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  • Transformation in light of automotive disruption

    December 2017

    Global Automotive Supplier Study 2018

  • 2 Global Automotive Supplier Study 2018.pptx

    Contents

    This document shall be treated as confidential. It has been compiled for the exclusive, internal use by our client and is not complete without the underlying detail analyses and the oral presentation.

    It may not be passed on and/or may not be made available to third parties without prior written consent from and .

    Roland Berger/Lazard

    The status

    Record volumes and profits, but key markets are at a tipping point

    A The consequence

    Automotive suppliers need to transform their business models

    D

    Roland Berger and Lazard Automotive teams

    The Contacts

    E The challenge

    Suppliers' traditional business will be questioned on multiple levels

    C The future

    Upcoming automotive disruption will fundamentally change the industry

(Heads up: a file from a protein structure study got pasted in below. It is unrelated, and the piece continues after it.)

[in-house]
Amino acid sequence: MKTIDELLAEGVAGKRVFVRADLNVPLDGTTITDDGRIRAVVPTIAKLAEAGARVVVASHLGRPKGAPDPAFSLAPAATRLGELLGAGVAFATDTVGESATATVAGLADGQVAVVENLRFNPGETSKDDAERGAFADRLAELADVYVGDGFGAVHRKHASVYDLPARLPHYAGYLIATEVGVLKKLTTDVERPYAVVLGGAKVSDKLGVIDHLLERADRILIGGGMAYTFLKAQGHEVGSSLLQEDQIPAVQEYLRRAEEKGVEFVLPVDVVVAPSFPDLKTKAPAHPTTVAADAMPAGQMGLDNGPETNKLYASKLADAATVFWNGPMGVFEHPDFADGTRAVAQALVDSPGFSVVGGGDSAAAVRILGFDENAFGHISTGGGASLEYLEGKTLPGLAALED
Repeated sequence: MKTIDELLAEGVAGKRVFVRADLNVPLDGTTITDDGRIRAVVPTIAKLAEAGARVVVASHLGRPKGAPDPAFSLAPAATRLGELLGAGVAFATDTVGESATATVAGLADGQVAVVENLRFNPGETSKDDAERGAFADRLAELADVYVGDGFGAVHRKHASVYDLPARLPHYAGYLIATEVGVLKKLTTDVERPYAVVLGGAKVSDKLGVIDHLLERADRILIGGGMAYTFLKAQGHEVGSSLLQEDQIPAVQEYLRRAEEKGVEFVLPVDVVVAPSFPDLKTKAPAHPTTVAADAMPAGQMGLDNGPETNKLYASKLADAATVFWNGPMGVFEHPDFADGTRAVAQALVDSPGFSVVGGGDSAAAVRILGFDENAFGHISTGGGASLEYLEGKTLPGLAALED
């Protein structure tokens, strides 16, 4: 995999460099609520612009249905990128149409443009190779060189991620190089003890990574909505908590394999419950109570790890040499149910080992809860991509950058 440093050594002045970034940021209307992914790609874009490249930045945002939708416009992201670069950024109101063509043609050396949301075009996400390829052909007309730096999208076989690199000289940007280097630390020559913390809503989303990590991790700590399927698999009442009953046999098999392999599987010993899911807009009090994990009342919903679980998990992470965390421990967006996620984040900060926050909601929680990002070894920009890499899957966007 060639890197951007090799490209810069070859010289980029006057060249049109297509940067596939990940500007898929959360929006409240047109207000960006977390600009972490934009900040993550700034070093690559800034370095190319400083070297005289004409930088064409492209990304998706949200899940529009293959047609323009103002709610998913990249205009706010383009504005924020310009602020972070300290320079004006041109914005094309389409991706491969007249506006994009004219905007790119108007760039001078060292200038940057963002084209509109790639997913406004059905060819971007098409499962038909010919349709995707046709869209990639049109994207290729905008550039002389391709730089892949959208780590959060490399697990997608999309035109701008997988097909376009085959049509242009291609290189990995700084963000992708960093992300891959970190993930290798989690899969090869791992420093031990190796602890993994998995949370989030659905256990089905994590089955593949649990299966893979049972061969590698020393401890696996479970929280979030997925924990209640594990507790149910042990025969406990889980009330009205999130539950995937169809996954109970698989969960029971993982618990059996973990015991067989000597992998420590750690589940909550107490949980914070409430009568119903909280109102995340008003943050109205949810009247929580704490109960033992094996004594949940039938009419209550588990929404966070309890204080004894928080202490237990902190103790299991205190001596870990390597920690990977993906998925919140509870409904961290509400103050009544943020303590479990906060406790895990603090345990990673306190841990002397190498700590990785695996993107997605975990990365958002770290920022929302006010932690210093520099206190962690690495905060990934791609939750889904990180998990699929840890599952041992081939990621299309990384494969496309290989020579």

B

  • 3 Global Automotive Supplier Study 2018.pptx Source: Lazard, Roland Berger

    Executive Summary (1/2)

    > The automotive industry has seen a continuation of global growth in 2017 However, first signs of weakening are visible with softening of growth in China and Europe and a slight volume decline in the US

    > In this still favorable environment, the global supplier industry is expected to increase its revenues by 3% and maintain its profitability level with an average EBIT margin of ~7% in 2017

    Chinese and NAFTA suppliers are currently more profitable than the global average

    Exterior, chassis and tire suppliers are on track to improve their EBIT margin profile in 2017